As though she were scolding a child, US Secretary of State Hillary Clinton had a 45-minute phone conversation with Israeli Prime Minister Benjamin Netanyahu on Friday to chew him out over the decision to build 1,600 more homes for Jews in a part of Jerusalem claimed by the Palestinians.
Approval for the housing project in the northeastern Jerusalem neighborhood of Ramat Shlomo came while US Vice President Joe Biden was visiting the Israeli capital last week, a fact that American officials saw as a major insult.
State Department spokesman P.J. Crowley said that Clinton told Netanyahu she "could not understand how this happened, particularly in light of the United States' strong commitment to Israel's security and she made clear that the Israeli government needed to demonstrate not just through words but through specific actions that they are committed to this relationship and to the peace process."
Clinton said the incident had for the Obama Administration raised questions about Israel's commitment to its bilateral relations with the US.
The State Department also summoned Israeli Ambassador Michael Oren to officially reprimand him over the new building project.
Palestinian leaders have jumped at the opportunity provided by the US government by declaring they will not take part in scheduled indirect peace talks until the Jerusalem building decision is rescinded, which Israelis know would effectively kill their ancient claims to the city.
At Sunday's cabinet meeting in Jerusalem, Netanyahu reiterated that he regrets the timing of the building announcement, but still refused to apologize for the decision to approve more Jewish homes on the eastern side of the city. Netanyahu also urged Israelis to not get so worked up by headlines that suggested US-Israel relations were going sour.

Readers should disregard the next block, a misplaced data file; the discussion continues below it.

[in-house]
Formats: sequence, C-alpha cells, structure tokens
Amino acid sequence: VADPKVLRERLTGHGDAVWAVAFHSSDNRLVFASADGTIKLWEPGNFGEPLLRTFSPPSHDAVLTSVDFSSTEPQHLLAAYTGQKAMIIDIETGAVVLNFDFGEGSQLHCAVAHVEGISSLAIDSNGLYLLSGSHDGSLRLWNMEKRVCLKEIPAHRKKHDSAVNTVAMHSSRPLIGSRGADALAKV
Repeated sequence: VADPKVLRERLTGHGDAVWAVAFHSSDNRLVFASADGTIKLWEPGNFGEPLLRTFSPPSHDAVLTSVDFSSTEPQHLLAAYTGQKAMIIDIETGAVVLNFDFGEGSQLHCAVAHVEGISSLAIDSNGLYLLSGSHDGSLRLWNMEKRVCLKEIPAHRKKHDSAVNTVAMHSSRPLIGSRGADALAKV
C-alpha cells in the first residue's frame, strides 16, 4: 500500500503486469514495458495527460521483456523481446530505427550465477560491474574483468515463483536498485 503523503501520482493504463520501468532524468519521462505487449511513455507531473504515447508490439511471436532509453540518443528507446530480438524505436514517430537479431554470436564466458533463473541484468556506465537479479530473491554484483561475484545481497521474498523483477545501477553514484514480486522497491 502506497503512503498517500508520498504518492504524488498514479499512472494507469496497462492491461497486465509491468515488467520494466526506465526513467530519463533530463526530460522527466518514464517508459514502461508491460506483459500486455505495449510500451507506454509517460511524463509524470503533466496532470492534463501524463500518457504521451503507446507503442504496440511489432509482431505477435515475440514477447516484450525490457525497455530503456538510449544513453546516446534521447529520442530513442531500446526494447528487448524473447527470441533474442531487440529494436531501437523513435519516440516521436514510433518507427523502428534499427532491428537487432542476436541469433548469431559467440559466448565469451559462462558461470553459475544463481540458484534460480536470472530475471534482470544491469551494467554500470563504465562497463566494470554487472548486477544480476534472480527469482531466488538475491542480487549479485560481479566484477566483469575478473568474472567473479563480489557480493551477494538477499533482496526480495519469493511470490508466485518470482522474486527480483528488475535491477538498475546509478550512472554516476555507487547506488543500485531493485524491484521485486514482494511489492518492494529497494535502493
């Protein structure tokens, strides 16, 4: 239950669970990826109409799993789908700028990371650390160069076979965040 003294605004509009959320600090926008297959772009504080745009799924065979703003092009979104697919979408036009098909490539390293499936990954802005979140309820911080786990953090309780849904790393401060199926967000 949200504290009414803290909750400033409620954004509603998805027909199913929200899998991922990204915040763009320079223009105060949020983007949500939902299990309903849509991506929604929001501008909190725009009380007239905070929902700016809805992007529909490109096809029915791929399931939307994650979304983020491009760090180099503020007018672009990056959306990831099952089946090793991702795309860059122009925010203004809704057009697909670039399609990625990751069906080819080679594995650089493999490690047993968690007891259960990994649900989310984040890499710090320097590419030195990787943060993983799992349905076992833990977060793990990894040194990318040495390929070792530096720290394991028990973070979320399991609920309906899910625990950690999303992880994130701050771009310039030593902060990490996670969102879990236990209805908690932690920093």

While it is true that Israel's relationship with the US public remains strong, increasing hostility from the White House is starting to concern many Israelis and American supporters of the Jewish state.
Anti-Defamation League Director Abe Foxman issued a statement deploring the severe language used by Clinton and her colleagues over what is ultimately a minor issue.
"We are shocked and stunned at the administration’s tone and public dressing-down of Israel on the issue of future building in Jerusalem," said Foxman. "One can only wonder how far the US is prepared to go in distancing itself from Israel in order to placate the Palestinians in the hope they see it is in their interest to return to the negotiating table."
Meanwhile, official Palestinian Authority TV on Thursday aired a special segment dedicated to the memory of Dalal Mughrabi, the terrorist responsible for the most deadly terrorist attack in Israel's modern history.
The broadcast described the anniversary of the attack, March 11, as a "day of pride and glory for the Palestinians."
While the Palestinians view Israeli building on lands they claim as the biggest obstacle to peace, Israel views ongoing Palestinian incitement in the exact same light. However, the American and world response to the Palestinian violations is very different (read: non-existent) than the response to perceived Israeli provocations.